Aww!! Look at the precious baby with the…slimy film over her eyes??? If you’re a parent, you may recall the clear goop the nurses put on your baby’s eyes. If you’re not a parent, you’ve probably seen pictures. Well that goop is actually an antibacterial ointment that is placed onto both of the newborn’s eyes within one or two hours of being born. The ointment protects the newborn from bacteria that may have been passed from mom to baby as the newborn traveled through the birth canal. Sounds simple right? Here’s where the controversy comes in. Full transparency: The specific bacteria that erythromycin ointment is provided to help protect against are the ones responsible for gonorrhea and chlamydia, which can cause an eye disease called ophthalmia neonatorum or ON in newborns. ON can ultimately cause blindness. Some moms are offended by this. After all, it sort of implies that there’s a chance, however slight, that the mother has either of the two sexually transmitted diseases (STDs). At some point in the 3rd trimester, most women will get routine testing for both gonorrhea and chlamydia. The test results assist some women with making their decisions about the eye ointment. Three things to remember:

  1. Depending on the mother’s sexual activity, it is important to remember that the STD status can change between the    time of testing and delivery.
  2. There is always the risk of a false negative. A false negative occurs when the test says you do not have an infection, but you actually do. In this situation, if a mom declines the ointment, her baby may be at risk of becoming infected and developing an eye disease that can lead to blindness.
  3.  Erythromycin may help protect the newborn’s eyes from other non-STD-causing bacteria, but the evidence on this is also conflicting.

For these reasons, many state laws and hospital policies require all newborns, even those delivered via C-section, to receive antibacterial eye treatment after birth. Note: Some doctors may not push it as hard for babies delivered by C-section, but this will frequently depend on hospital policy and state laws.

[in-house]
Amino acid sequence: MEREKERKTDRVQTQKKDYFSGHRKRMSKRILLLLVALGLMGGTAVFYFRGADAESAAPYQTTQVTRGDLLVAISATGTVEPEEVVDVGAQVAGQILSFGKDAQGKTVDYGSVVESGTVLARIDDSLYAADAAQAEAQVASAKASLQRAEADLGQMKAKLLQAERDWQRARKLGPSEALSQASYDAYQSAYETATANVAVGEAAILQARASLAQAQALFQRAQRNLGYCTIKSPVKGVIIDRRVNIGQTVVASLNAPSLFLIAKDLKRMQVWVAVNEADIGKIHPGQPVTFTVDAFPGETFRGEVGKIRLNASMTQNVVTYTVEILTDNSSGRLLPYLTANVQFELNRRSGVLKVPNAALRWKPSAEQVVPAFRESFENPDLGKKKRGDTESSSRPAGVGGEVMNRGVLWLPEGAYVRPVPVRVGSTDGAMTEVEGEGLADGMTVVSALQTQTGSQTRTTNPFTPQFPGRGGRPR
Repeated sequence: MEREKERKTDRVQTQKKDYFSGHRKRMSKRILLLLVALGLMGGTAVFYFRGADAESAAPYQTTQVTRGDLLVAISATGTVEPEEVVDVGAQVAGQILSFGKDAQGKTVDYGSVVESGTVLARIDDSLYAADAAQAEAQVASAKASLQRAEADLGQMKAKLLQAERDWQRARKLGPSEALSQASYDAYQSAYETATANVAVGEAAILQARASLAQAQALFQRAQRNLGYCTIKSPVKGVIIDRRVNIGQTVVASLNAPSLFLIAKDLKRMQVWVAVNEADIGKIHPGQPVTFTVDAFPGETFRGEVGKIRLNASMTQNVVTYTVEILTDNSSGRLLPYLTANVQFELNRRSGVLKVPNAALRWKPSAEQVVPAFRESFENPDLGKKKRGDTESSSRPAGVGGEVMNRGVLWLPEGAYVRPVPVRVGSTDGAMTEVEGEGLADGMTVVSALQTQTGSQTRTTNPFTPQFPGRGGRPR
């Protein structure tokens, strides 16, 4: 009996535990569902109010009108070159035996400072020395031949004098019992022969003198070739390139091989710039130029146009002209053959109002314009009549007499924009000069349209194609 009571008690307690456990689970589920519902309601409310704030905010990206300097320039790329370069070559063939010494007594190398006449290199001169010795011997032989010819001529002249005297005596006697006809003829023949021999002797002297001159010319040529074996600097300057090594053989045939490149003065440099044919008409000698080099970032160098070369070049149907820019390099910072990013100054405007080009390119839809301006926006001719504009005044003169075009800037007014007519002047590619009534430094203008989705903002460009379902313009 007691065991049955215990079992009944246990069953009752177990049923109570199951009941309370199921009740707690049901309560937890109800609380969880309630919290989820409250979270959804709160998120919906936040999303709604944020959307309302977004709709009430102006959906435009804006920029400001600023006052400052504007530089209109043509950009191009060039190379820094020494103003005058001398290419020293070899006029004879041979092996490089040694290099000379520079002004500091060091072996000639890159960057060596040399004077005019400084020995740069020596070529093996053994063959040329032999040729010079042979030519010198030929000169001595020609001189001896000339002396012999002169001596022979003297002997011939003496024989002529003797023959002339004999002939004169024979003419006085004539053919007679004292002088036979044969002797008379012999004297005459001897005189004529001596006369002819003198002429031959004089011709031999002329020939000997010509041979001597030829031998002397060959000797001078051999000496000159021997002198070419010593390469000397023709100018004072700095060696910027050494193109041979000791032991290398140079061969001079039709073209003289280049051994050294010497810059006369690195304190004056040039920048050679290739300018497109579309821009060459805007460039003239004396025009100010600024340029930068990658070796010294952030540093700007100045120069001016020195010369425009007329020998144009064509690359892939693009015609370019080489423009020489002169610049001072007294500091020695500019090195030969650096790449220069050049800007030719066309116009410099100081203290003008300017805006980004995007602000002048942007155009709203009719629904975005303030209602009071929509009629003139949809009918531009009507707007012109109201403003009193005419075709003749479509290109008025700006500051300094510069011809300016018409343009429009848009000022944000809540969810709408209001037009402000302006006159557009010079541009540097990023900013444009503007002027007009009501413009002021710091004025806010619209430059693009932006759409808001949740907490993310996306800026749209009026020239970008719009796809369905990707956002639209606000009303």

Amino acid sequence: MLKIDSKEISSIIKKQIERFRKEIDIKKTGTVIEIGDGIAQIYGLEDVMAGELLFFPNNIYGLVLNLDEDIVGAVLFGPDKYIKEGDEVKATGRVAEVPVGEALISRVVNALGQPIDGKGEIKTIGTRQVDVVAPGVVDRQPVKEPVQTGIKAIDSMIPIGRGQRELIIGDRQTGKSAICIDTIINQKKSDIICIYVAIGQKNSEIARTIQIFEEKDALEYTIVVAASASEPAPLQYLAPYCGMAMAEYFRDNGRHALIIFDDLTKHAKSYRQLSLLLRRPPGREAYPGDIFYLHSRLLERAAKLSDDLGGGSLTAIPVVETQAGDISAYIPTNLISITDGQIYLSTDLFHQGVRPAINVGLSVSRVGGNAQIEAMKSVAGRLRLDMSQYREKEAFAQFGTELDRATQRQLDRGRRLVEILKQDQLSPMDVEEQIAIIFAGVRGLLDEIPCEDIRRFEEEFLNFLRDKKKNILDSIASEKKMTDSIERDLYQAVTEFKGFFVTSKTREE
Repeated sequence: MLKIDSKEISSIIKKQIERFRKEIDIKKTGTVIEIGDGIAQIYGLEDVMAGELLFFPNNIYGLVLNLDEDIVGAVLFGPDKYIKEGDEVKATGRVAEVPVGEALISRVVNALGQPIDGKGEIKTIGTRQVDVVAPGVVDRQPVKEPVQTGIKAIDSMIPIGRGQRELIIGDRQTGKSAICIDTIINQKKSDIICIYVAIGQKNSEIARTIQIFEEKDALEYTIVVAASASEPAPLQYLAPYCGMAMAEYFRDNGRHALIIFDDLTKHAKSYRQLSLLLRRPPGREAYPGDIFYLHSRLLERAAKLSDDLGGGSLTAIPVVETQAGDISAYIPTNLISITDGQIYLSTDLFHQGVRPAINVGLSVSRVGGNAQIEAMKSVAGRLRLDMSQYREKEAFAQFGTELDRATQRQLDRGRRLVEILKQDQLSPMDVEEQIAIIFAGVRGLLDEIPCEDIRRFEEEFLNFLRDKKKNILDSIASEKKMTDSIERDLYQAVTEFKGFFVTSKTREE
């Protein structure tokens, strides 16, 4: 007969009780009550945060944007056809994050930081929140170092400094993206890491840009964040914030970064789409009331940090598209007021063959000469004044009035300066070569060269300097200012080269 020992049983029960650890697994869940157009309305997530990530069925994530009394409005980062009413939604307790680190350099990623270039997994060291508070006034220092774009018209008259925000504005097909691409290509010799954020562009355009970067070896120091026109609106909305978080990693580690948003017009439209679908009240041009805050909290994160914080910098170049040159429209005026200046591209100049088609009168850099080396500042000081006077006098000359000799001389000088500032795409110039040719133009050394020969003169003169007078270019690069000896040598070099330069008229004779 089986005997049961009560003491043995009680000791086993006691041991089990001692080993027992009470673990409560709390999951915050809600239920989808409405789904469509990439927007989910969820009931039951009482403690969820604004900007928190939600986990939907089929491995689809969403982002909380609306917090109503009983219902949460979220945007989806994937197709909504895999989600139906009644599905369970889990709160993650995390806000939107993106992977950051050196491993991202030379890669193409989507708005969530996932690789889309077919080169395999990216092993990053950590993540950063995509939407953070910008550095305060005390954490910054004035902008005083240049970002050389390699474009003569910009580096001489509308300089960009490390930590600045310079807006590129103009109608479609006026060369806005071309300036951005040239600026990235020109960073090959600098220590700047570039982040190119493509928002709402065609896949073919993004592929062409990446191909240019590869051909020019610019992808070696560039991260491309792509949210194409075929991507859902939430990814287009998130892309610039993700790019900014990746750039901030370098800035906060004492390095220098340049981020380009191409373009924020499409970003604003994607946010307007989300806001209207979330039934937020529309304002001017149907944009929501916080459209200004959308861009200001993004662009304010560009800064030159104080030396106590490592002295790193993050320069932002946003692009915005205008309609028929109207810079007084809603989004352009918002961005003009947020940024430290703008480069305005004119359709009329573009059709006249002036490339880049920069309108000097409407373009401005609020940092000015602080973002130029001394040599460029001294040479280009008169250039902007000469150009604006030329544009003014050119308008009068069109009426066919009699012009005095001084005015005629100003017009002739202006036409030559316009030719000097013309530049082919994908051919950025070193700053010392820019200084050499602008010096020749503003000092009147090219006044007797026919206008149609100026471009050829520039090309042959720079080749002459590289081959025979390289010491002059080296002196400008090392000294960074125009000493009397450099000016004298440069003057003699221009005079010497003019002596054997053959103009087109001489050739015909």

ERYTHROMYCIN (ANTIBACTERIAL) EYE OINTMENT

Advantages: Antibacterial ointments, such as erythromycin, help protect babies’ eyes from becoming infected with the bacteria that cause gonorrhea and chlamydia. Eye diseases as a result of these infections can cause blindness. Side effects/Risks: Erythromycin ointment can cause temporary blurred vision or eye irritation in newborns. In most cases, the hospital staff will allow the mom/family and baby a few hours for skin-to-skin, breastfeeding, and bonding before applying the ointment.

Hepatitis B Vaccine

For parents being pummeled by an onslaught of competing and conflicting perspectives on vaccines, the Hepatitis B vaccine will be your first big test. This is the first vaccine that most children receive in the U.S., in many cases, shortly after birth. Hepatitis B is a virus that can cause severe and potentially life-threatening liver damage, such as cirrhosis (scarring) of the liver, liver cancer, and chronic liver disease. The virus can be passed from mother to child at birth. Because children love sharing bodily fluids, the Hepatitis B virus is also commonly passed from one infected child to an unvaccinated child. People with Hepatitis B oftentimes don’t have symptoms and can unknowingly pass the disease along to unvaccinated children. For newborns, the Hepatitis B vaccine is usually given in 3 separate doses, with the first dose being given shortly after birth. Hepatitis B vaccination schedules may differ, depending on the specific vaccine.

HEPATITIS B VACCINE

Advantages: The Hepatitis B vaccine helps prevent babies from becoming infected with Hepatitis B, a virus that can cause severe liver damage, including liver cancer and chronic liver disease. Side effects/Risks: No serious Hepatitis B vaccine side effects have been reported, but there is always the risk of pain or redness where the vaccine is given. Since the Hepatitis B vaccine is made with yeast, anyone with a yeast allergy should not receive the vaccine.
If you’ve got a handle on nothing else, hopefully this article will help you make some healthy medication-related decisions for your new bundle and your family. Below are some great resources to find even more evidence-based information: